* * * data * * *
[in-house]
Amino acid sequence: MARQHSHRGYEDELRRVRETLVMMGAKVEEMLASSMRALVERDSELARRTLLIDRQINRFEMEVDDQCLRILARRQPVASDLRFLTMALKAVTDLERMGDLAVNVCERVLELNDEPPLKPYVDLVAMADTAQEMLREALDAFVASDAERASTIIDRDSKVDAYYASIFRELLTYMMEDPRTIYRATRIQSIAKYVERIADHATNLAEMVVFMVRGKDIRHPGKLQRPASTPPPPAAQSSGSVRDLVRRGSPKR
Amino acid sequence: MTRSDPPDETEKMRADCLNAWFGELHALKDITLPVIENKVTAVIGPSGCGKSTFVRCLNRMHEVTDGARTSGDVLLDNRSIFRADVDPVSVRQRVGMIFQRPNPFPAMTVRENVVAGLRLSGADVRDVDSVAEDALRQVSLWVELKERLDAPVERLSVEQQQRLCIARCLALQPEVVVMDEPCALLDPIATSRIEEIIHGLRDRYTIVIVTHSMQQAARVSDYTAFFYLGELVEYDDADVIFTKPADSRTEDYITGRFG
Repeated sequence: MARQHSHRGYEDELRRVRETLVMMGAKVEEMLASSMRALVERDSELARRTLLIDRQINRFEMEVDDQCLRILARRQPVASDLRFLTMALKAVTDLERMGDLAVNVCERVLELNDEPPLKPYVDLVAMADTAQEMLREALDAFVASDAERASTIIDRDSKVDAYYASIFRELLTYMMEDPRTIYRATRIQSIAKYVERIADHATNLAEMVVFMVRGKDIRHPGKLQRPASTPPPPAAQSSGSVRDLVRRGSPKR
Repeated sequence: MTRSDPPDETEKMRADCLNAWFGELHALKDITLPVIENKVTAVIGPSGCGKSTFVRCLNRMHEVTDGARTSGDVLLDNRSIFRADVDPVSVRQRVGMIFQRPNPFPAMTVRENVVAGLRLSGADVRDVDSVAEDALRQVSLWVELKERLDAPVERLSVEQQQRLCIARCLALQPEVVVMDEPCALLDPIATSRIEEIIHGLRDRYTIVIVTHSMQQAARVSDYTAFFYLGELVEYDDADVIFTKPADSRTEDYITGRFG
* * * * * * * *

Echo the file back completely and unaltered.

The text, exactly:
[in-house]
Amino acid sequence: MARQHSHRGYEDELRRVRETLVMMGAKVEEMLASSMRALVERDSELARRTLLIDRQINRFEMEVDDQCLRILARRQPVASDLRFLTMALKAVTDLERMGDLAVNVCERVLELNDEPPLKPYVDLVAMADTAQEMLREALDAFVASDAERASTIIDRDSKVDAYYASIFRELLTYMMEDPRTIYRATRIQSIAKYVERIADHATNLAEMVVFMVRGKDIRHPGKLQRPASTPPPPAAQSSGSVRDLVRRGSPKR
Amino acid sequence: MTRSDPPDETEKMRADCLNAWFGELHALKDITLPVIENKVTAVIGPSGCGKSTFVRCLNRMHEVTDGARTSGDVLLDNRSIFRADVDPVSVRQRVGMIFQRPNPFPAMTVRENVVAGLRLSGADVRDVDSVAEDALRQVSLWVELKERLDAPVERLSVEQQQRLCIARCLALQPEVVVMDEPCALLDPIATSRIEEIIHGLRDRYTIVIVTHSMQQAARVSDYTAFFYLGELVEYDDADVIFTKPADSRTEDYITGRFG
Repeated sequence: MARQHSHRGYEDELRRVRETLVMMGAKVEEMLASSMRALVERDSELARRTLLIDRQINRFEMEVDDQCLRILARRQPVASDLRFLTMALKAVTDLERMGDLAVNVCERVLELNDEPPLKPYVDLVAMADTAQEMLREALDAFVASDAERASTIIDRDSKVDAYYASIFRELLTYMMEDPRTIYRATRIQSIAKYVERIADHATNLAEMVVFMVRGKDIRHPGKLQRPASTPPPPAAQSSGSVRDLVRRGSPKR
Repeated sequence: MTRSDPPDETEKMRADCLNAWFGELHALKDITLPVIENKVTAVIGPSGCGKSTFVRCLNRMHEVTDGARTSGDVLLDNRSIFRADVDPVSVRQRVGMIFQRPNPFPAMTVRENVVAGLRLSGADVRDVDSVAEDALRQVSLWVELKERLDAPVERLSVEQQQRLCIARCLALQPEVVVMDEPCALLDPIATSRIEEIIHGLRDRYTIVIVTHSMQQAARVSDYTAFFYLGELVEYDDADVIFTKPADSRTEDYITGRFG